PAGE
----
Chow and Lin

Equivalence. The Ecological Footprint of Fish

The yellow croaker is the most popular fish in China, but the problem is that to fatten up this delicacy by a single kilo, 7.15 kilos of 39 smaller species are used. In other words, more than 4,000 small fish have to die to get a kilo of yellow croaker. Stefen Chow and Lin Huiyi have worked with each other since 2009 and have put together a ferocious visual critique of the impact of fish farms on the ecosystem, using 4,000 photographs. For months they collaborated with scientists and local authorities in four Chinese cities to draw this mosaic, which aims to help Greenpeace denounce the fact that every year 400,000 tons of small wild fish are captured prematurely and sacrificed to feed the yellow croaker. Today these species are threatened by overfishing and lack of regulation. Equivalence. The Ecological Footprint of Fish is a representation of the ecological cost of a culinary, consumerist whim. This work will be exhibited in Getxo market, and suggests that in a post-conflict scenario, humans should stop eating this fish and, maybe, stop eating all kinds of animals.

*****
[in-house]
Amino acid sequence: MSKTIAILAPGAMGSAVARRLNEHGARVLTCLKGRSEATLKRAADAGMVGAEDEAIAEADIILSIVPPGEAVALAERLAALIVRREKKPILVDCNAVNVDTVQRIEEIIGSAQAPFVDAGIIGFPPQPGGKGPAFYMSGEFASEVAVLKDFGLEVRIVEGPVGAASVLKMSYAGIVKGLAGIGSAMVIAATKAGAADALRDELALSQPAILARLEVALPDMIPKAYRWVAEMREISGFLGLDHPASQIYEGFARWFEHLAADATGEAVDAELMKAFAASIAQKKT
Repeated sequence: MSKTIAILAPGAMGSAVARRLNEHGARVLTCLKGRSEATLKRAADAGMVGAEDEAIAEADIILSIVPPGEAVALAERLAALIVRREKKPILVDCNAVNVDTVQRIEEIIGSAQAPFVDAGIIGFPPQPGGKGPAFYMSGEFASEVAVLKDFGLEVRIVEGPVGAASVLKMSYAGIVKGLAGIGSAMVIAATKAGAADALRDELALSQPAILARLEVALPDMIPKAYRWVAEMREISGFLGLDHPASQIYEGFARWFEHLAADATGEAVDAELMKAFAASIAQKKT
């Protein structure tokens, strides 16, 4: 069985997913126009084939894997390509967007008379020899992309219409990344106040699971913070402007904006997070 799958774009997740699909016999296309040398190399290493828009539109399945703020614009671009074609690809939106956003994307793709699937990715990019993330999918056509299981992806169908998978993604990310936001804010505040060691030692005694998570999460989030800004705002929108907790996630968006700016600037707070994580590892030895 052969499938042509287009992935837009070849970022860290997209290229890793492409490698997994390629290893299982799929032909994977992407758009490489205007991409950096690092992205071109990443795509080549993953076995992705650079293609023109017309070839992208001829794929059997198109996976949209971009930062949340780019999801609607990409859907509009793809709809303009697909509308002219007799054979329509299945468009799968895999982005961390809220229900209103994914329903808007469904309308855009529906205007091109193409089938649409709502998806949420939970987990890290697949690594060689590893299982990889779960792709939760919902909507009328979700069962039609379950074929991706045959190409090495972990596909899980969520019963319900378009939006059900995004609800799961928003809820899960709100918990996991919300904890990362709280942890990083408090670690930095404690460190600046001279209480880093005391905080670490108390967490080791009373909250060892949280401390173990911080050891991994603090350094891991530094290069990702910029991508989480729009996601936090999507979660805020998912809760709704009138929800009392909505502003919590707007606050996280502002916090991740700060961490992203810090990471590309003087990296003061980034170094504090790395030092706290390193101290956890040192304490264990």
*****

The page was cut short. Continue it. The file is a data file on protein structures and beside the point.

Chow and Lin have been working together since 2009. They undertake long-term projects with a social conscience. Their works have been referenced by the World Bank and exhibited as large-scale installations at the Les Nuits Photographiques in Paris, PMQ in Hong Kong and the CAFA museum in Beijing. Their works are also in the permanent collection of the Museum of Contemporary Photography in Chicago and CAFA museum in Beijing. Stefen Chow, 1980, is a Malaysian-born, Singapore-raised photographer. He currently lives and works in Beijing. Chow has won a World Press Photo award and has worked across 30 countries. Lin Huiyi was born in Singapore in 1980 and currently lives in Beijing. She is an economist by training and is a market researcher.